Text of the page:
Ford development a shot in the arm for Dearborn
Dearborn — Hundreds of Ford Motor Co.’s most tech-savvy employees will soon set up shop in new offices here in downtown, two miles west of world headquarters but a long way from its industrial roots.
Call it a second wind for Henry Ford’s hometown. As the city climbs out of the hole left by the Great Recession, the Blue Oval is posting record profits even as it steps deeper into mobility and autonomy — potentially some of the company’s most innovative work since its founder created the moving assembly line.
Ford Land Co., the automaker’s real estate arm, on Wednesday officially started construction on the $60 million, 150,000-square-foot mixed-use development spanning about a block and a half on Michigan Avenue near Monroe. Dubbed Wagner Place, the project will open next summer as an ancillary development to Ford’s estimated billion-dollar, 10-year transformation of its two main Dearborn campuses to the east.
And as Ford gives itself a face-lift to compete with high-tech companies like Google, Apple and Uber for employees in the mobility and autonomy fields, the city the company calls home expects to reap the benefits.
“It’s really a catalyst for a lot of other things,” Dearborn Mayor John B. O’Reilly said. This “is going to reinvigorate the entire campus and the image of Ford. And of course the image of Ford is what the image of Dearborn is based on. It’s a great beginning of a new legacy and a new opportunity in this community.”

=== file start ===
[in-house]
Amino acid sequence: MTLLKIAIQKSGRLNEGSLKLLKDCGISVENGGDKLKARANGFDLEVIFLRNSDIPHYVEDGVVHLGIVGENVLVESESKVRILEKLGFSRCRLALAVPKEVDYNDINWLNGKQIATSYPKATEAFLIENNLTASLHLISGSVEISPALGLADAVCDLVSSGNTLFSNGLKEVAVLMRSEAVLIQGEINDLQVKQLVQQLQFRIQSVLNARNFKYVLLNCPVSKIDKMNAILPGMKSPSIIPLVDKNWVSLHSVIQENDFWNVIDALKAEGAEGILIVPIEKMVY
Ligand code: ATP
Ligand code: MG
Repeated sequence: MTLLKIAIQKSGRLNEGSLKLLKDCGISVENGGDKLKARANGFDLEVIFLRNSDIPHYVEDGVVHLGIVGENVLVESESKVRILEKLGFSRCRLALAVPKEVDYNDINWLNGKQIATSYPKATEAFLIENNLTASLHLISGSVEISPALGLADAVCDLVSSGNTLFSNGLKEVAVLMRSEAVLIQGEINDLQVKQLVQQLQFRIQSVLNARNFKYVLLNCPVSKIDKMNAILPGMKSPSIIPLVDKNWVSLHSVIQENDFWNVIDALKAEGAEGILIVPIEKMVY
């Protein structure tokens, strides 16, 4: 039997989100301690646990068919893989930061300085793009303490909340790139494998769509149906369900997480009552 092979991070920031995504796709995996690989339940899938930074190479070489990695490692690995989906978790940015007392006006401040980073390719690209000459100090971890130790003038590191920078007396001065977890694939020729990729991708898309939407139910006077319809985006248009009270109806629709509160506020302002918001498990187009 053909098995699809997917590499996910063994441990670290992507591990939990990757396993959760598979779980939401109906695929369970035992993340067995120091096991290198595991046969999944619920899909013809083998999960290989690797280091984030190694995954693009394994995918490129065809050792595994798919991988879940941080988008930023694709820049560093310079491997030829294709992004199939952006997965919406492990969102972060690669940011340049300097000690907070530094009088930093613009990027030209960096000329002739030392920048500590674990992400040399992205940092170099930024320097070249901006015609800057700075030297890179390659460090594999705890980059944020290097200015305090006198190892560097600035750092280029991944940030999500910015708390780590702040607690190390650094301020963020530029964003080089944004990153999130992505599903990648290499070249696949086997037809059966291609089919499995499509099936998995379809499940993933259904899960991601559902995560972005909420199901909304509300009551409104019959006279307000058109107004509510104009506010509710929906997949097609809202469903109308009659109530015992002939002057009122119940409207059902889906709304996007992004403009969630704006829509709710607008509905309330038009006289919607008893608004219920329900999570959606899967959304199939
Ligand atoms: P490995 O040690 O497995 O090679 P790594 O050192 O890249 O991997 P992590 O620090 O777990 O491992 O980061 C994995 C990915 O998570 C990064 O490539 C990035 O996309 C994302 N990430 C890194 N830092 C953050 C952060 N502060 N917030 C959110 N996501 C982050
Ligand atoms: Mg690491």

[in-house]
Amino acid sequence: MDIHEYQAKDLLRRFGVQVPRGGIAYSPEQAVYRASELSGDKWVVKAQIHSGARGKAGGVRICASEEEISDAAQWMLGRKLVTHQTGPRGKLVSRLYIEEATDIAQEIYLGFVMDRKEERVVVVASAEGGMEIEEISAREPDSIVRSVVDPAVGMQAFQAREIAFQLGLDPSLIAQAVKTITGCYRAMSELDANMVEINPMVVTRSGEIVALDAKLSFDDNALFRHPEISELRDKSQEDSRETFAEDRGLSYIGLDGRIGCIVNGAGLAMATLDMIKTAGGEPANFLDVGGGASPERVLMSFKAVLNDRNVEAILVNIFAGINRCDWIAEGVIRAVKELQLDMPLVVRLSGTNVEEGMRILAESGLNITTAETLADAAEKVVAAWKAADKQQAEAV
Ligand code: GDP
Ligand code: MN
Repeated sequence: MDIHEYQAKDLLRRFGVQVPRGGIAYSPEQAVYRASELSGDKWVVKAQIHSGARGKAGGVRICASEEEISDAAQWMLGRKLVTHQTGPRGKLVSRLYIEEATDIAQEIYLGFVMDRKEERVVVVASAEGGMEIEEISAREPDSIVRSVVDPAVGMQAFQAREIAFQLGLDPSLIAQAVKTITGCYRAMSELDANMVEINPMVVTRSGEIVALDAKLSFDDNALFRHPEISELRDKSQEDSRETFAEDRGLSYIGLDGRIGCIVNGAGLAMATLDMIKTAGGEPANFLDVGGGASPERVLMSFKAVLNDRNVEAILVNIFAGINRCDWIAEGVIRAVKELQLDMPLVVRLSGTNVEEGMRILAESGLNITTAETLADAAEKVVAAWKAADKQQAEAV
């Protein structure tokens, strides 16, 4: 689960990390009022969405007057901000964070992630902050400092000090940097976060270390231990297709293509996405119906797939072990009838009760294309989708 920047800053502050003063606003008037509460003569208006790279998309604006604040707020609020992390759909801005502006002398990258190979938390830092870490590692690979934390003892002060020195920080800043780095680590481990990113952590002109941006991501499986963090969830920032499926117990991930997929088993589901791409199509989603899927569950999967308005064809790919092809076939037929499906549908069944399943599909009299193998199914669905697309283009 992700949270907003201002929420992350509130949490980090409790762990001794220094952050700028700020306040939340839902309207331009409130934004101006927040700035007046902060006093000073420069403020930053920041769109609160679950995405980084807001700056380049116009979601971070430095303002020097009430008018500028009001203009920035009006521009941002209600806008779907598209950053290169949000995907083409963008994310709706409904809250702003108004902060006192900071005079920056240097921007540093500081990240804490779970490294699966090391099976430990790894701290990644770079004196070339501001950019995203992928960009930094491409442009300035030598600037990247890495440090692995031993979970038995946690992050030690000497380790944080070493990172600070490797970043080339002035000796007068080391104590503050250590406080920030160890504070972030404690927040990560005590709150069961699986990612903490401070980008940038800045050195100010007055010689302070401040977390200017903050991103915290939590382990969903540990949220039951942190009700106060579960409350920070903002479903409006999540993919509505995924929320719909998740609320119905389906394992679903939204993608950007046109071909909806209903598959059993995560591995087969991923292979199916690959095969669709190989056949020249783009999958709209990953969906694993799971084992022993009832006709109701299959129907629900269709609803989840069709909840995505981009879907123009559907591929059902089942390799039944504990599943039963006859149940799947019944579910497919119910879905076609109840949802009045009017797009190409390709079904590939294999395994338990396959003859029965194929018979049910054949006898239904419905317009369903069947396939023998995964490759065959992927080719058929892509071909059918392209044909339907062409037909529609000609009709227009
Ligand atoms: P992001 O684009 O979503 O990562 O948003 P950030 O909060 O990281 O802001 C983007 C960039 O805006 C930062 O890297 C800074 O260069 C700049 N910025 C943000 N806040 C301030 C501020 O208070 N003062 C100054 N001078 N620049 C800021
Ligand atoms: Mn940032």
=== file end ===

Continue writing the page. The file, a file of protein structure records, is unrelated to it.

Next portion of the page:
Gov. Rick Snyder, a former Dearborn resident, echoed O’Reilly. He added that jobs will be created around downtown as a result of the relocated Ford employees.
Ford plans to place 600 people from its global data insights and analytics team in the new offices. City officials and Ford leadership expect them to thrive in the new urban offices, and give the new restaurants and retail on the ground floor of the development the steady stream of patronage some downtown Dearborn storefronts lacked in recent years.
“Wagner Place really cements the idea that there’s a new environment being built in our downtown,” said Susan Dabaja, City Council president. “It sets in stone that there’s a commitment to making downtown thrive. We went through some rough times like every other city, but this is our rebirth right now, and people feel that.”
Dabaja said the shift downtown started a few years ago when the City Council decommissioned parking meters, which were killing already struggling businesses. As the city began to limp out of nearly a decade of downtown misfires, Ford mounted its own reinvention.
That the company forged by the current of the Rouge River is choosing to locate part of its growing technology wing in Dearborn instead of Silicon Valley or booming downtown Detroit, has Dabaja, nearly a lifelong Dearborn resident, feeling sentimental.
“It’s sort of the perfect storm,” she said. “They could have easily gone downtown” to Detroit. “They’ve continued to show their commitment to Dearborn. It’s kind of moving.”
In addition to the downtown work, Ford plans to replace dozens of 60-year-old buildings over the next decade, locating 30,000 employees at two main hubs. About half of the work will happen at its world headquarters campus, with the rest around the product development center near The Henry Ford.
Company and city officials say Dearborn and Ford are proceeding in lockstep, though the downtown project is a bit overdue. A more vibrant Dearborn should help Ford attract more young professionals to the company; more Ford employees means a bigger tax base, and hopefully more homeowners for the city.
“The time is right,” said Dave Dubensky, Ford Land chairman and CEO. “This is really a natural extension of all the work we’re doing in the main campuses. We’re stewards of the community, and we want to make sure this community thrives.”